Westbury Street Holdings, parent to the food service companies
BaxterStorey, Caterlink and Holroyd Howe, will only be using free range
eggs for the 800 sites for which it caters.

The companies, which between them currently use 7.5M eggs a year will
source all eggs from a single, independent, third generation family-owned
farm, Staveley’s Eggs in Chorley, Lancashire.

In a break from usual industry practice, which sees contract catering
companies regularly using eggs conforming only to minimum animal welfare
standards, Westbury Street Holdings is making a public commitment to
procure only fresh eggs that exceed current regulations for animal

The move precedes new EU legislation that is scheduled
to come into force across Europe in 2012 banning the production of eggs
using chickens kept in battery cages.

And the three companies and their 9,000 strong teams are keen to ensure
that all of their fresh eggs are coming from chickens that are well cared
for in accordance with the RSPCA’s Freedom Food standards.

This latest move follows last year’s pledge to put in place a supply
chain to ensure that all of the fresh meat they use – over 1M kilos a year
– comes only from farms located within the UK.

According to a new report from Consumer Research Group Mintel, animal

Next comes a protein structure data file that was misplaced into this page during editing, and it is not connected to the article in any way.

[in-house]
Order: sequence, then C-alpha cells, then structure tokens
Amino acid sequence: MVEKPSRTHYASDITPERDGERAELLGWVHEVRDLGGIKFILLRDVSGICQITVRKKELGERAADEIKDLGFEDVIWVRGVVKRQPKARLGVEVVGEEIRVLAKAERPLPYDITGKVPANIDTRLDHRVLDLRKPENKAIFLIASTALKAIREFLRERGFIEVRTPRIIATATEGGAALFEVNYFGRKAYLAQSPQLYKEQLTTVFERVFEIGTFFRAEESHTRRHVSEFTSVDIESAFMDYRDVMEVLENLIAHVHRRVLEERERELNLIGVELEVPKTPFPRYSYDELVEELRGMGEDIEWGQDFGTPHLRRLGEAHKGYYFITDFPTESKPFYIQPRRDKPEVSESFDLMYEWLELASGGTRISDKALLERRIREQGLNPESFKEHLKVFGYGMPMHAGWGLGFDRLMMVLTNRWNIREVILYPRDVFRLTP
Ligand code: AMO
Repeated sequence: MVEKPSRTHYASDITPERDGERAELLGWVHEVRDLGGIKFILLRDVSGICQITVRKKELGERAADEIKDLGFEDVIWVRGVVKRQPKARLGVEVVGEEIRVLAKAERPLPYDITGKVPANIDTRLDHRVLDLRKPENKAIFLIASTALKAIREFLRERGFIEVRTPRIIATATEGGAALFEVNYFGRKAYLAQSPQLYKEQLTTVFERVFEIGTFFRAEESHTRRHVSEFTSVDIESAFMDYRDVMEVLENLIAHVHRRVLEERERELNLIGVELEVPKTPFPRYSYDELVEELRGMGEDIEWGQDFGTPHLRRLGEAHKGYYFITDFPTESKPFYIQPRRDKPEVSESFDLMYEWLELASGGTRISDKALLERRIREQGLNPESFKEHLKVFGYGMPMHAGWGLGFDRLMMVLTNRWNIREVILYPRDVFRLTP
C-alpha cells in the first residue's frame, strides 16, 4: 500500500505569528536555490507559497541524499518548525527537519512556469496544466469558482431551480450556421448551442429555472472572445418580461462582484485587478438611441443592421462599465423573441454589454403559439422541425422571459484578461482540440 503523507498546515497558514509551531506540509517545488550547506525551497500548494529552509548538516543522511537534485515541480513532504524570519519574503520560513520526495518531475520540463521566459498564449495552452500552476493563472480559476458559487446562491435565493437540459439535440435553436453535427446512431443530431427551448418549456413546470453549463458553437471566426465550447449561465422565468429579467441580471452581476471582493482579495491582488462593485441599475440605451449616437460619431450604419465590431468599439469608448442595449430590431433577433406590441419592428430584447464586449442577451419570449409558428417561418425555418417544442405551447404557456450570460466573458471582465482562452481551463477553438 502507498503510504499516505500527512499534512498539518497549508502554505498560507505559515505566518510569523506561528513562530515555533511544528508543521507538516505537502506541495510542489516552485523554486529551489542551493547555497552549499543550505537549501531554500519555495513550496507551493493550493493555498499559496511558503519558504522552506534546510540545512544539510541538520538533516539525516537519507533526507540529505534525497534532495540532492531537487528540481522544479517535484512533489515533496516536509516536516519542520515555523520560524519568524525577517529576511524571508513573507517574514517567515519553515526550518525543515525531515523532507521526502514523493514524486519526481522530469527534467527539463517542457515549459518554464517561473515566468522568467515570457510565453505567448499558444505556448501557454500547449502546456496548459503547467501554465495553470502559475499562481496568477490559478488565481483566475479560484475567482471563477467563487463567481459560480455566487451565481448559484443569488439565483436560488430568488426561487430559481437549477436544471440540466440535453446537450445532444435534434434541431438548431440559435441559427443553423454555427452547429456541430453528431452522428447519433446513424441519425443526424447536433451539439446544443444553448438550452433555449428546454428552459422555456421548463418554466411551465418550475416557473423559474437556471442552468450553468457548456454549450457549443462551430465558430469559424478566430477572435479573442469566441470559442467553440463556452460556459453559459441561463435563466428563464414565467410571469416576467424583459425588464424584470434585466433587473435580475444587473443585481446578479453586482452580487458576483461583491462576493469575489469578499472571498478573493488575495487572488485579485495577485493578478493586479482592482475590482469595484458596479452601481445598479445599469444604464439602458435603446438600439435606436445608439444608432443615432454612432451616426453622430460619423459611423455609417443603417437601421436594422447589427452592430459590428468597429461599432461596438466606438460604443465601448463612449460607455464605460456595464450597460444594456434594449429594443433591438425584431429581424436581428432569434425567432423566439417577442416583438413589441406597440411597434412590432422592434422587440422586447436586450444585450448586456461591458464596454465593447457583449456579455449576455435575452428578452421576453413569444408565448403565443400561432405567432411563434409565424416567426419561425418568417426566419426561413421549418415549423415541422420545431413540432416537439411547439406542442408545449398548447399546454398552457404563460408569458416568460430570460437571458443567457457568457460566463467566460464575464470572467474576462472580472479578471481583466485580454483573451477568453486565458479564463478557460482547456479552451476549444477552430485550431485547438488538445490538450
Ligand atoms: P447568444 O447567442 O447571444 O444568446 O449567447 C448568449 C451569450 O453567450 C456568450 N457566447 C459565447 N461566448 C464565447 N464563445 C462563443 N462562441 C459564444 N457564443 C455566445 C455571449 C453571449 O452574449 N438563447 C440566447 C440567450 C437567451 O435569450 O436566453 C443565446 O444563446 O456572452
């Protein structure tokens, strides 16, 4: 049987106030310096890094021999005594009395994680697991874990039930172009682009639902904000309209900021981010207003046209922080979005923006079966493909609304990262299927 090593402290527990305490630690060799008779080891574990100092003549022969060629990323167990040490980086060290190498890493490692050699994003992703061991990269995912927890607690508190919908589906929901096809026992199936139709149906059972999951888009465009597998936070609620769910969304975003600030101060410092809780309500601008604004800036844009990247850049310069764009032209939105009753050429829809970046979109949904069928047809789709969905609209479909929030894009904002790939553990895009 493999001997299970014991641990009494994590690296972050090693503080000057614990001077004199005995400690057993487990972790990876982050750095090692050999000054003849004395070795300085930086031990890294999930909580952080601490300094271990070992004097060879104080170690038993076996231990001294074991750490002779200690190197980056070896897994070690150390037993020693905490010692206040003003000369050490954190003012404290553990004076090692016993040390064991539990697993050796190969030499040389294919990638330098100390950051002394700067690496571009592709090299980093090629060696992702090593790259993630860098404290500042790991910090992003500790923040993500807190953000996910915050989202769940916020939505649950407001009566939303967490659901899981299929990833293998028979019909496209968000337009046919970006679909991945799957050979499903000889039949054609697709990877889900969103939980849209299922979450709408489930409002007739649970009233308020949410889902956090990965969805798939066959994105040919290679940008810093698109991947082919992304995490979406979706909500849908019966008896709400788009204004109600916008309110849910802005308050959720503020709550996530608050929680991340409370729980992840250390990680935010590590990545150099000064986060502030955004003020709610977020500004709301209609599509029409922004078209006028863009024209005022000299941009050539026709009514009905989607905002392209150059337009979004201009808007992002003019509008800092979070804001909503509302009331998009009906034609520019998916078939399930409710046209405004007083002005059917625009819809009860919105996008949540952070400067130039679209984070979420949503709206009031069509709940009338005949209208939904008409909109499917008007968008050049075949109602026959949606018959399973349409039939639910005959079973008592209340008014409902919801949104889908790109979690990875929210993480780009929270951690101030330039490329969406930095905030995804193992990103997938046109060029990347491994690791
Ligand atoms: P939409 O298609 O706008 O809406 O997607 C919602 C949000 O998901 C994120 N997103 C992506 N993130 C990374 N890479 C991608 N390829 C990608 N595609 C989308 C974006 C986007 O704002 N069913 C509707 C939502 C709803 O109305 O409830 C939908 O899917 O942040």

welfare tops the list of Britain’s food concerns with as many as 40% of
Britons worried about the issue. “More and more consumers are concerned
about welfare improvements in local farming as well as the ecological and
health impacts of using battery chicken cages,” said Alastair Storey,
Westbury Street Holdings’ CEO.

“These consumers are the same people who go to work in offices and who
study at schools and colleges every day.

“As the caterer we have a duty to respond to their concerns and provide
them with meals that address their food choices when we are feeding them
during the day and where they are not necessarily in control of the
ingredients that are put in their lunch.

“We serve 25M meals a year. Sourcing our free range eggs from one farm
gives the people who dine in the restaurants we manage the confidence to
know that we can pinpoint the exact origins and pedigree of the food they
are eating. This is a decision that we are proud to announce and it’s a
move that will benefit our clients, customers and the UK farming industry.”

According to statistics released by Compassion In World Farming (CIWF)
there are currently over 300M egg-laying hens in the EU, 26M of those are
in the UK. Over half of the UK egg-laying hens are confined to barren
battery cages.

Intensive battery farming leads to many hens suffering from serious
ailments, including the brittle bone condition osteoporosis. This
contributes to about half a millions deaths amongst hens in their cages
across the EU each year.

Steve McIvor, director of food business at Compassion in World Farming,
said: “It is very positive to see a commercial company which plays such an
important part in feeding the UK population taking the welfare of laying
hens so seriously by ensuring that the eggs they serve are free-range.

“Their move will benefit 27,000 hens per year and we hope to see other
companies following from their lead.”


Action inspires action. Stay ahead of the curve with sustainability and energy newsletters from edie